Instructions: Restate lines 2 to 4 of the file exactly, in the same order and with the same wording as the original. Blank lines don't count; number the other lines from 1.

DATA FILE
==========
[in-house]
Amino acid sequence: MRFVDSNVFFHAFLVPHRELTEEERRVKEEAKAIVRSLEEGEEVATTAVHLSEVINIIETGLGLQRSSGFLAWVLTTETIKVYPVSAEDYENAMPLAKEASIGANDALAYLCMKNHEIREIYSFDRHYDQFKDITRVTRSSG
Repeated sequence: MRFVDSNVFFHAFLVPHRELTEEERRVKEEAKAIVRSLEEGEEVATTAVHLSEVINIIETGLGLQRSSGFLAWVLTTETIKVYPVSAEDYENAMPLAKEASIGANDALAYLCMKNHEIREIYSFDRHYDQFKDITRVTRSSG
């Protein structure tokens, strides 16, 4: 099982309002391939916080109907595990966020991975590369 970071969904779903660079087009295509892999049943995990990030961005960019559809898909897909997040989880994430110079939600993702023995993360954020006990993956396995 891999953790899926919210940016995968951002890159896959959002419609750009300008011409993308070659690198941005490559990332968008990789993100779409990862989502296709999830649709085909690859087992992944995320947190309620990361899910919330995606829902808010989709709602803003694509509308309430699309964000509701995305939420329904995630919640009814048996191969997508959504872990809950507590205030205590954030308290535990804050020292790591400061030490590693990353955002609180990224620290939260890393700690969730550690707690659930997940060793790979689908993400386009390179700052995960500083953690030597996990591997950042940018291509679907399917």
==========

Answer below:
Amino acid sequence: MRFVDSNVFFHAFLVPHRELTEEERRVKEEAKAIVRSLEEGEEVATTAVHLSEVINIIETGLGLQRSSGFLAWVLTTETIKVYPVSAEDYENAMPLAKEASIGANDALAYLCMKNHEIREIYSFDRHYDQFKDITRVTRSSG
Repeated sequence: MRFVDSNVFFHAFLVPHRELTEEERRVKEEAKAIVRSLEEGEEVATTAVHLSEVINIIETGLGLQRSSGFLAWVLTTETIKVYPVSAEDYENAMPLAKEASIGANDALAYLCMKNHEIREIYSFDRHYDQFKDITRVTRSSG
């Protein structure tokens, strides 16, 4: 099982309002391939916080109907595990966020991975590369 970071969904779903660079087009295509892999049943995990990030961005960019559809898909897909997040989880994430110079939600993702023995993360954020006990993956396995 891999953790899926919210940016995968951002890159896959959002419609750009300008011409993308070659690198941005490559990332968008990789993100779409990862989502296709999830649709085909690859087992992944995320947190309620990361899910919330995606829902808010989709709602803003694509509308309430699309964000509701995305939420329904995630919640009814048996191969997508959504872990809950507590205030205590954030308290535990804050020292790591400061030490590693990353955002609180990224620290939260890393700690969730550690707690659930997940060793790979689908993400386009390179700052995960500083953690030597996990591997950042940018291509679907399917």